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U.S.
1:13 am
Tue August 28, 2012

Helping Foster Kids Even After Adoption

Originally published on Tue August 28, 2012 7:32 am

Say "adoption" and many Americans think "babies." The U.S. system was largely organized around placing infants, both from this country and abroad. It turns out that, by far, the largest number of adoptions in the U.S. is through the foster care system. That means toddlers, young children, even teens.

Yet many in the field say the system does little to help families cope with the special issues a number of these children will face, even years after adoption.

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Africa
1:12 am
Tue August 28, 2012

Somaliland: A Pocket Of Stability In A Chaotic Region

Bundles of Somaliland's own currency bills are laid out by a money-changer on a street in Hargeisa, capital of the unrecognized breakaway republic of Somaliland in northwestern Somalia. Investors are beginning to move into the untapped market in Somaliland, a stable island in a turbulent region.
Kyodo/Landov

Originally published on Tue August 28, 2012 7:32 am

Somalia is synonymous with failed states, pirates and Islamist militants. But in the nation's northwest lies a peaceful, stable territory with an elected government known as Somaliland. The enclave broke away from the fractious Horn of Africa nation in 1991 and has been going it alone ever since.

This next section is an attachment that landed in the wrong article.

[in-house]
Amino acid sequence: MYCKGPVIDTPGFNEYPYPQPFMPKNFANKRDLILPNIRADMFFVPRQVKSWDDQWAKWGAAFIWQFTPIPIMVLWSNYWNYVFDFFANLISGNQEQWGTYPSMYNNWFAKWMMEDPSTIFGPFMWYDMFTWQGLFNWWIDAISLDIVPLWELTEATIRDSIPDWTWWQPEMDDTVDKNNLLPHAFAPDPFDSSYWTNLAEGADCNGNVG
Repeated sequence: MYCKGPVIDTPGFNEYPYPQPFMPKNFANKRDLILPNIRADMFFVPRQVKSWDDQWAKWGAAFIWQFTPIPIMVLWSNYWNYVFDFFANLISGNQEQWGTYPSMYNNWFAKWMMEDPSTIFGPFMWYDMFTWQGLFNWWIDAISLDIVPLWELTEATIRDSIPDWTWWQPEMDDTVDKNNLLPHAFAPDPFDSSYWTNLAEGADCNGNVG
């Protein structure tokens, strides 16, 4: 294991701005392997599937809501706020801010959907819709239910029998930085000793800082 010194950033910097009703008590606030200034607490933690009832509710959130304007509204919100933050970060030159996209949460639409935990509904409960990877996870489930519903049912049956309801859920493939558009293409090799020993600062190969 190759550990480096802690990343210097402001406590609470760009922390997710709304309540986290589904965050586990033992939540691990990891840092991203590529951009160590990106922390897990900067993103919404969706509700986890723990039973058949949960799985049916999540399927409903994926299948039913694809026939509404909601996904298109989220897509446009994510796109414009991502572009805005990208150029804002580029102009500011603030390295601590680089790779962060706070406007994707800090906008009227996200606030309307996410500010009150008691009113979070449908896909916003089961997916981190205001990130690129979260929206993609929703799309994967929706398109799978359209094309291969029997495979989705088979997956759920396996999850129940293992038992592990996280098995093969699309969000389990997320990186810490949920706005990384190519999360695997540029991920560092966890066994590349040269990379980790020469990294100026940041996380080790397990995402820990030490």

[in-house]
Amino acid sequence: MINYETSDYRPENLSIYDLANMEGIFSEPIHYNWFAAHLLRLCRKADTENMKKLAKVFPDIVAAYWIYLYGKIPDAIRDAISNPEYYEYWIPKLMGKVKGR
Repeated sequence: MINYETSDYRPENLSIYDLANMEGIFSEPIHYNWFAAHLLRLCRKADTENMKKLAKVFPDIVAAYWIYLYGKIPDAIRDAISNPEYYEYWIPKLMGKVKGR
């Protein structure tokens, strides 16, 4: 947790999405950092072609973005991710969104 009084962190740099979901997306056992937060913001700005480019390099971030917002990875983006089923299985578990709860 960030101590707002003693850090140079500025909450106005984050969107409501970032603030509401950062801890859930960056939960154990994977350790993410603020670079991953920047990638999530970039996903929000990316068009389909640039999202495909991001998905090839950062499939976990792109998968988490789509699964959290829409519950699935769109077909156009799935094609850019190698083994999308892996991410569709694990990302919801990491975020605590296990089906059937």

To the disappointment of its residents, Somaliland has not been recognized as an independent nation, but its stability is attracting investors that other parts of Somalia can only dream of.

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Participation Nation
5:03 pm
Mon August 27, 2012

Sticking To Basics In Overland Park, Kan.

Tim Bair and Theresa Hamilton hoist a Giving the Basics banner.
Courtesy of Giving The Basics

One day Theresa Hamilton, a mother of 12, was struck by how hard it is to come by human dignity when you are down on your luck. For instance, you can't use Food Stamps to buy toilet paper or laundry soap.

So Theresa founded Giving The Basics — an organization that provides people with toothbrushes, feminine hygiene products and other human-dignity necessities.

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Local News
4:46 pm
Mon August 27, 2012

Hearings resume on pit rule for oil and gas industry

Flcelloguy, via Wikimedia Commons

Hearings resume on Aug. 28 on drilling wastes generated by the oil and gas industry. At issue are rules put in place under the previous administration governing thousands of waste pits and underground storage tanks.

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It's All Politics
4:30 pm
Mon August 27, 2012

The Florida Delegation's Snowy Day

A police boat patrols the waterways in the downtown area Monday in Tampa, Fla., site of the Republican National Convention.
Scott Olson Getty Images

Originally published on Mon August 27, 2012 4:56 pm

It's the closest these Floridians will ever get to an actual snow day.

The threat of Isaac canceled most official business at the Republican National Convention Monday. But the storm went west, sending a little wind and rain to Tampa. The typical summer afternoon thunderstorm is worse.

So members of Florida's delegation were free to engage in a political snowball fight — they ate, partied and trashed a political traitor: former Republican Gov. Charlie Crist.